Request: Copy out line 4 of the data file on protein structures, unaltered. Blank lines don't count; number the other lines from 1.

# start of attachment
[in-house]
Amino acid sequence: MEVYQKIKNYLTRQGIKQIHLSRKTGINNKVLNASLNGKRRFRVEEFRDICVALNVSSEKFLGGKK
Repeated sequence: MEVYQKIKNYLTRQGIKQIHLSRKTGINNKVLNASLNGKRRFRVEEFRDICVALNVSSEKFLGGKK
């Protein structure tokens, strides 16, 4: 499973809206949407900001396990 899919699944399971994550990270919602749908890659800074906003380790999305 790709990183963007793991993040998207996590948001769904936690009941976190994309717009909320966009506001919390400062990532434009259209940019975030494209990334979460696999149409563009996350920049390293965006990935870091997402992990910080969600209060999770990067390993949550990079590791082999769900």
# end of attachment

């Protein structure tokens, strides 16, 4: 499973809206949407900001396990 899919699944399971994550990270919602749908890659800074906003380790999305 790709990183963007793991993040998207996590948001769904936690009941976190994309717009909320966009506001919390400062990532434009259209940019975030494209990334979460696999149409563009996350920049390293965006990935870091997402992990910080969600209060999770990067390993949550990079590791082999769900």